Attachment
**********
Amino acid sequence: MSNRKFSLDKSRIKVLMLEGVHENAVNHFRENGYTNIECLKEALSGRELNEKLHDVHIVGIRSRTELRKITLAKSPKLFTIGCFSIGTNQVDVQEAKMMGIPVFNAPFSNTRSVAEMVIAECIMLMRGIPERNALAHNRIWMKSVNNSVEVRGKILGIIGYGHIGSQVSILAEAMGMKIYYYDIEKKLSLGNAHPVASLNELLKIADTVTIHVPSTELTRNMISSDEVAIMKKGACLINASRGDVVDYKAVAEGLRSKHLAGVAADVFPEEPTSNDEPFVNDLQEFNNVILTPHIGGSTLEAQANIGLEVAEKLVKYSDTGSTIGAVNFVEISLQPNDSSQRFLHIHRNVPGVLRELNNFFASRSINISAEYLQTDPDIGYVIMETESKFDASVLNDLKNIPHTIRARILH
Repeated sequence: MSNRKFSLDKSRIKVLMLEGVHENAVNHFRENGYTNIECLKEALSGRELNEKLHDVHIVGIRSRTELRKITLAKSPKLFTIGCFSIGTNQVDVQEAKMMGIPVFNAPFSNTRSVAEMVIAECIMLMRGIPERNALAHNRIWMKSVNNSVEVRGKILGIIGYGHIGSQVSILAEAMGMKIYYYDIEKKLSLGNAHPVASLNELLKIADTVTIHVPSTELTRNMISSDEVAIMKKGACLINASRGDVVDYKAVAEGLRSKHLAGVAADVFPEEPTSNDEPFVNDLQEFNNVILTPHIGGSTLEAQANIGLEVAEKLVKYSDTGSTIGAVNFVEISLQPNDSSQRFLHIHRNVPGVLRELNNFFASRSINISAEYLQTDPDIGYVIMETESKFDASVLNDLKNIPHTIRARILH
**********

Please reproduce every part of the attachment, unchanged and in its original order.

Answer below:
Amino acid sequence: MSNRKFSLDKSRIKVLMLEGVHENAVNHFRENGYTNIECLKEALSGRELNEKLHDVHIVGIRSRTELRKITLAKSPKLFTIGCFSIGTNQVDVQEAKMMGIPVFNAPFSNTRSVAEMVIAECIMLMRGIPERNALAHNRIWMKSVNNSVEVRGKILGIIGYGHIGSQVSILAEAMGMKIYYYDIEKKLSLGNAHPVASLNELLKIADTVTIHVPSTELTRNMISSDEVAIMKKGACLINASRGDVVDYKAVAEGLRSKHLAGVAADVFPEEPTSNDEPFVNDLQEFNNVILTPHIGGSTLEAQANIGLEVAEKLVKYSDTGSTIGAVNFVEISLQPNDSSQRFLHIHRNVPGVLRELNNFFASRSINISAEYLQTDPDIGYVIMETESKFDASVLNDLKNIPHTIRARILH
Repeated sequence: MSNRKFSLDKSRIKVLMLEGVHENAVNHFRENGYTNIECLKEALSGRELNEKLHDVHIVGIRSRTELRKITLAKSPKLFTIGCFSIGTNQVDVQEAKMMGIPVFNAPFSNTRSVAEMVIAECIMLMRGIPERNALAHNRIWMKSVNNSVEVRGKILGIIGYGHIGSQVSILAEAMGMKIYYYDIEKKLSLGNAHPVASLNELLKIADTVTIHVPSTELTRNMISSDEVAIMKKGACLINASRGDVVDYKAVAEGLRSKHLAGVAADVFPEEPTSNDEPFVNDLQEFNNVILTPHIGGSTLEAQANIGLEVAEKLVKYSDTGSTIGAVNFVEISLQPNDSSQRFLHIHRNVPGVLRELNNFFASRSINISAEYLQTDPDIGYVIMETESKFDASVLNDLKNIPHTIRARILH